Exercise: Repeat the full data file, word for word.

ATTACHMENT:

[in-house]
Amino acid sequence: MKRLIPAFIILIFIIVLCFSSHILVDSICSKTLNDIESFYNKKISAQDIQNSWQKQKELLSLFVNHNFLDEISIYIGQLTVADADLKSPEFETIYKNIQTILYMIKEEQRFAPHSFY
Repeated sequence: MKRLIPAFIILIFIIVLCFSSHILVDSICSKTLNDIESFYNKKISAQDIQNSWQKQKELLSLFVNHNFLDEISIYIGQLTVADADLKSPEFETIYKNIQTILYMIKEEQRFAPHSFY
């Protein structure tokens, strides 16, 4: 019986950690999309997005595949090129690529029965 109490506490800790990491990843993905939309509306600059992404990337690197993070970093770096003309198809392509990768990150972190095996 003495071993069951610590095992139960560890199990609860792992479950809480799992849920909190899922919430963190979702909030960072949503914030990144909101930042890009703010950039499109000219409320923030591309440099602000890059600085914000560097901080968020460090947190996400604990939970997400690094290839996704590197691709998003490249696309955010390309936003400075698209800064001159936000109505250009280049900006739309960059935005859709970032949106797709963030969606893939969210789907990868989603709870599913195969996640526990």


[in-house]
Amino acid sequence: MKRLIPAFIILIFIIVLCFSSHILVDSICSKTLNDIESFYNKKISAQDIQNSWQKQKELLSLFVNHNFLDEISIYIGQLTVADADLKSPEFETIYKNIQTILYMIKEEQRFAPHSFY
Repeated sequence: MKRLIPAFIILIFIIVLCFSSHILVDSICSKTLNDIESFYNKKISAQDIQNSWQKQKELLSLFVNHNFLDEISIYIGQLTVADADLKSPEFETIYKNIQTILYMIKEEQRFAPHSFY
């Protein structure tokens, strides 16, 4: 019986950690999309997005595949090129690529029965 109490506490800790990491990843993905939309509306600059992404990337690197993070970093770096003309198809392509990768990150972190095996 003495071993069951610590095992139960560890199990609860792992479950809480799992849920909190899922919430963190979702909030960072949503914030990144909101930042890009703010950039499109000219409320923030591309440099602000890059600085914000560097901080968020460090947190996400604990939970997400690094290839996704590197691709998003490249696309955010390309936003400075698209800064001159936000109505250009280049900006739309960059935005859709970032949106797709963030969606893939969210789907990868989603709870599913195969996640526990």